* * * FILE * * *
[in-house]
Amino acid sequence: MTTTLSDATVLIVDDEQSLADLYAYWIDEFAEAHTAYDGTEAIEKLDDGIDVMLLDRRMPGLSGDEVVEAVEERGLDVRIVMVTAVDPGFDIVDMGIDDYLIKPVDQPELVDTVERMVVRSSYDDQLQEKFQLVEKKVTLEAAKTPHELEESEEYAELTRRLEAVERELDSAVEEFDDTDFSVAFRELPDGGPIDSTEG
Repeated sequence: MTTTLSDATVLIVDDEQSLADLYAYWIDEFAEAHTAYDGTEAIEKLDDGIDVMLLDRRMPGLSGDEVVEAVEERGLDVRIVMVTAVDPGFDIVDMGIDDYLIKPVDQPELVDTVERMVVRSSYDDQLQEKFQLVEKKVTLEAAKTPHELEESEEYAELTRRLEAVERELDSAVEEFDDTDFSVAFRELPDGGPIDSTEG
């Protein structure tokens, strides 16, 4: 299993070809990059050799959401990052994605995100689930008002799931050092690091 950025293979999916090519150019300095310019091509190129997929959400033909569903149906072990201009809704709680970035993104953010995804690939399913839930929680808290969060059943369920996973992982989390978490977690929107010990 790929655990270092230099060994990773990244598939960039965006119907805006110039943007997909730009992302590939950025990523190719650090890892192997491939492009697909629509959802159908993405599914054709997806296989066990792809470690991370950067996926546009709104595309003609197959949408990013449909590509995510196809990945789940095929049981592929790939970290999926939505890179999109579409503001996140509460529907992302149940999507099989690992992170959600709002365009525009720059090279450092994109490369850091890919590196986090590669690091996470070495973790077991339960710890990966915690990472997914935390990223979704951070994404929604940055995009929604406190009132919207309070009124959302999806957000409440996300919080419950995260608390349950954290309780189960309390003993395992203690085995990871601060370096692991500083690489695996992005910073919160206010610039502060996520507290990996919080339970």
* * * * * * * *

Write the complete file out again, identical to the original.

[in-house]
Amino acid sequence: MTTTLSDATVLIVDDEQSLADLYAYWIDEFAEAHTAYDGTEAIEKLDDGIDVMLLDRRMPGLSGDEVVEAVEERGLDVRIVMVTAVDPGFDIVDMGIDDYLIKPVDQPELVDTVERMVVRSSYDDQLQEKFQLVEKKVTLEAAKTPHELEESEEYAELTRRLEAVERELDSAVEEFDDTDFSVAFRELPDGGPIDSTEG
Repeated sequence: MTTTLSDATVLIVDDEQSLADLYAYWIDEFAEAHTAYDGTEAIEKLDDGIDVMLLDRRMPGLSGDEVVEAVEERGLDVRIVMVTAVDPGFDIVDMGIDDYLIKPVDQPELVDTVERMVVRSSYDDQLQEKFQLVEKKVTLEAAKTPHELEESEEYAELTRRLEAVERELDSAVEEFDDTDFSVAFRELPDGGPIDSTEG
């Protein structure tokens, strides 16, 4: 299993070809990059050799959401990052994605995100689930008002799931050092690091 950025293979999916090519150019300095310019091509190129997929959400033909569903149906072990201009809704709680970035993104953010995804690939399913839930929680808290969060059943369920996973992982989390978490977690929107010990 790929655990270092230099060994990773990244598939960039965006119907805006110039943007997909730009992302590939950025990523190719650090890892192997491939492009697909629509959802159908993405599914054709997806296989066990792809470690991370950067996926546009709104595309003609197959949408990013449909590509995510196809990945789940095929049981592929790939970290999926939505890179999109579409503001996140509460529907992302149940999507099989690992992170959600709002365009525009720059090279450092994109490369850091890919590196986090590669690091996470070495973790077991339960710890990966915690990472997914935390990223979704951070994404929604940055995009929604406190009132919207309070009124959302999806957000409440996300919080419950995260608390349950954290309780189960309390003993395992203690085995990871601060370096692991500083690489695996992005910073919160206010610039502060996520507290990996919080339970």